A furor has erupted in the South African Catholic Church over the first round of English-language changes in the Mass.
The Southern Cross, a southern African Catholic weekly newspaper, reports that clergy, liturgists and laity are up in arms about some of the new language being used during the constant parts of the Mass, saying the changes are confusing and fail to reflect the common usage of the English language and culture in the region.
Some commentators have said the changes fail to recognize the different ways English is spoken. Many fear that similar confusion and anger will rise up in some of the 10 other English-speaking countries governed by the revisions should there be no recognition of language and cultural differences.
The Southern Cross has reported extensively on the changes and reaction to them in recent weeks. The newspaper also has devoted more space on its Web site to its bloggers, such as Jesuit Father Anthony Egan, and more space in its print version for opinion pieces, commentary and letters to the editor since the Dec. 1 changeover.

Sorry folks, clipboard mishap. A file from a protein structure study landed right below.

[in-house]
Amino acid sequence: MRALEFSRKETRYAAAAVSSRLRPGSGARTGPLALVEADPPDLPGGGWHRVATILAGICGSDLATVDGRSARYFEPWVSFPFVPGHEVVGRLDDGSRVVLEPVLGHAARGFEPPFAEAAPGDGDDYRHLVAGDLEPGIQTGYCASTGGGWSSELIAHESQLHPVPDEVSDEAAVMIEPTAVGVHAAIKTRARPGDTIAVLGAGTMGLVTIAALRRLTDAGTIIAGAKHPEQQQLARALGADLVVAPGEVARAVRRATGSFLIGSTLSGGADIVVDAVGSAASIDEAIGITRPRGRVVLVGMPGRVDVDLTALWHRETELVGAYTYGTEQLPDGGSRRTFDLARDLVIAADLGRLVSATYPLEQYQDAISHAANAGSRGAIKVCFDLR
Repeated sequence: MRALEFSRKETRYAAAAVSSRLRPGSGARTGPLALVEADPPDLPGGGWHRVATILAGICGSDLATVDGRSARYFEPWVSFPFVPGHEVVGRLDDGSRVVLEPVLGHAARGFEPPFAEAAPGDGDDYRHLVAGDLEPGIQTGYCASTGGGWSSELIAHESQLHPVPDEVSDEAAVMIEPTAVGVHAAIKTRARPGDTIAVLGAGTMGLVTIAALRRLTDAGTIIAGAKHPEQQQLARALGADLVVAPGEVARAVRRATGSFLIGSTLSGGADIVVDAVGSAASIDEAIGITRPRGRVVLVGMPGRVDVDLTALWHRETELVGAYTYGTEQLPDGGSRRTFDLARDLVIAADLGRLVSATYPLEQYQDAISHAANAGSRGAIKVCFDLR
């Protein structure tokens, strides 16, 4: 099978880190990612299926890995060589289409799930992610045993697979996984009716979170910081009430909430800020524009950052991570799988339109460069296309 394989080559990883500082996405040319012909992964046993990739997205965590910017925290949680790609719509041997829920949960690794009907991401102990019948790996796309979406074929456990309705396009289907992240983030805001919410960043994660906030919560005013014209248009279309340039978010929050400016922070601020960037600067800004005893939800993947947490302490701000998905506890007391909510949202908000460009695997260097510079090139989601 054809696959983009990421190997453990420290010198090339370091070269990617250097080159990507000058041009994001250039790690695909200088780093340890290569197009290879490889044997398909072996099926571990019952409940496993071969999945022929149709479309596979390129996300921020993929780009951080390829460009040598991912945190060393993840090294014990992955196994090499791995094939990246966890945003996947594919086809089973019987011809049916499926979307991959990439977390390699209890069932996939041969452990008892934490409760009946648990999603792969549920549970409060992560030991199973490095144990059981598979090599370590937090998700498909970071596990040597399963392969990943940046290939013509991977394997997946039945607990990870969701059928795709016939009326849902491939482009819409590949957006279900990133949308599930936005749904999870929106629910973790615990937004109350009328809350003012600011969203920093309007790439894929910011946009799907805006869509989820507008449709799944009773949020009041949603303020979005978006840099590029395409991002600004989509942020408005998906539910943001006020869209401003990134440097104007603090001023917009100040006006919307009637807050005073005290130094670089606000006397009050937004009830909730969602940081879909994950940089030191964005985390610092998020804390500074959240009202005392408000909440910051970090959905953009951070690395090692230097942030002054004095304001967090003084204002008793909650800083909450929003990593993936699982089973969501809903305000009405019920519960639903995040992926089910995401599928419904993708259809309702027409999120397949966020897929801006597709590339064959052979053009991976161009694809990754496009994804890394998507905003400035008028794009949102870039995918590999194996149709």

The changes, which the South African bishops put into effect the first Sunday of Advent, are among those being discussed by the International Commission on English in the Liturgy.
The first round has been widely discussed by the committee and approved by the Vatican. But there are two more phases to go before the new English missal is finalized.
It seems that the bishops may have moved ahead a bit too quickly as the changes they put in place were to be withheld until the remaining translations are finalized. Those revisions are to be completed by November and submitted to the Vatican for approval then.
Final implementation of all the changes is set for Advent 2011 or 2012.
Bloggers and columnists suggest that the entire English-speaking world and the Vatican take note of what has transpired in southern Africa, lest similar upheavals result around the globe.